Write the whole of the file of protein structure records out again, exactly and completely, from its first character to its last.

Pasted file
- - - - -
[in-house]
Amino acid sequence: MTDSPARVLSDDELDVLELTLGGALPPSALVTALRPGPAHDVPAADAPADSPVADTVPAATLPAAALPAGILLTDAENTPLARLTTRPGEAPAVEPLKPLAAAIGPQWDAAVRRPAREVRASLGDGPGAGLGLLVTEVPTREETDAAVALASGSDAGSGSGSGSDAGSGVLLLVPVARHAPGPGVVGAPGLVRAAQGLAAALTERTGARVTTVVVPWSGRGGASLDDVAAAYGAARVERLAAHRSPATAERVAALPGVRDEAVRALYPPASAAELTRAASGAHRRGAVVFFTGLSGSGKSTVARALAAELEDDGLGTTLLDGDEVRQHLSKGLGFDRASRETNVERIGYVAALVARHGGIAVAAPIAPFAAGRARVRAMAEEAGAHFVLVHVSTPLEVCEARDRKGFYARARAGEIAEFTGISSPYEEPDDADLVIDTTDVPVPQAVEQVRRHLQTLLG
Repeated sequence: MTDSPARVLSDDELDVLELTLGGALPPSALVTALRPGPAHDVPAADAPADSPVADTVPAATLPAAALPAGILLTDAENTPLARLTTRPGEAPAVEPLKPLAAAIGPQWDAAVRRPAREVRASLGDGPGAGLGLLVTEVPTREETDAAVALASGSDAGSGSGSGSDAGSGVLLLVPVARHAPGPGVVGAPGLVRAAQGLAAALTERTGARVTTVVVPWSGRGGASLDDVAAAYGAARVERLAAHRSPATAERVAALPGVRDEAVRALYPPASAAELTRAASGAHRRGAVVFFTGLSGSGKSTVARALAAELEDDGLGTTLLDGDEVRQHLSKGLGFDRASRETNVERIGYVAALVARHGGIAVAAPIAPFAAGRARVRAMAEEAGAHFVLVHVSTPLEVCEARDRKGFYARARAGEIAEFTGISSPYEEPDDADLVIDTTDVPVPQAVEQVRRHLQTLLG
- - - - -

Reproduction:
[in-house]
Amino acid sequence: MTDSPARVLSDDELDVLELTLGGALPPSALVTALRPGPAHDVPAADAPADSPVADTVPAATLPAAALPAGILLTDAENTPLARLTTRPGEAPAVEPLKPLAAAIGPQWDAAVRRPAREVRASLGDGPGAGLGLLVTEVPTREETDAAVALASGSDAGSGSGSGSDAGSGVLLLVPVARHAPGPGVVGAPGLVRAAQGLAAALTERTGARVTTVVVPWSGRGGASLDDVAAAYGAARVERLAAHRSPATAERVAALPGVRDEAVRALYPPASAAELTRAASGAHRRGAVVFFTGLSGSGKSTVARALAAELEDDGLGTTLLDGDEVRQHLSKGLGFDRASRETNVERIGYVAALVARHGGIAVAAPIAPFAAGRARVRAMAEEAGAHFVLVHVSTPLEVCEARDRKGFYARARAGEIAEFTGISSPYEEPDDADLVIDTTDVPVPQAVEQVRRHLQTLLG
Repeated sequence: MTDSPARVLSDDELDVLELTLGGALPPSALVTALRPGPAHDVPAADAPADSPVADTVPAATLPAAALPAGILLTDAENTPLARLTTRPGEAPAVEPLKPLAAAIGPQWDAAVRRPAREVRASLGDGPGAGLGLLVTEVPTREETDAAVALASGSDAGSGSGSGSDAGSGVLLLVPVARHAPGPGVVGAPGLVRAAQGLAAALTERTGARVTTVVVPWSGRGGASLDDVAAAYGAARVERLAAHRSPATAERVAALPGVRDEAVRALYPPASAAELTRAASGAHRRGAVVFFTGLSGSGKSTVARALAAELEDDGLGTTLLDGDEVRQHLSKGLGFDRASRETNVERIGYVAALVARHGGIAVAAPIAPFAAGRARVRAMAEEAGAHFVLVHVSTPLEVCEARDRKGFYARARAGEIAEFTGISSPYEEPDDADLVIDTTDVPVPQAVEQVRRHLQTLLG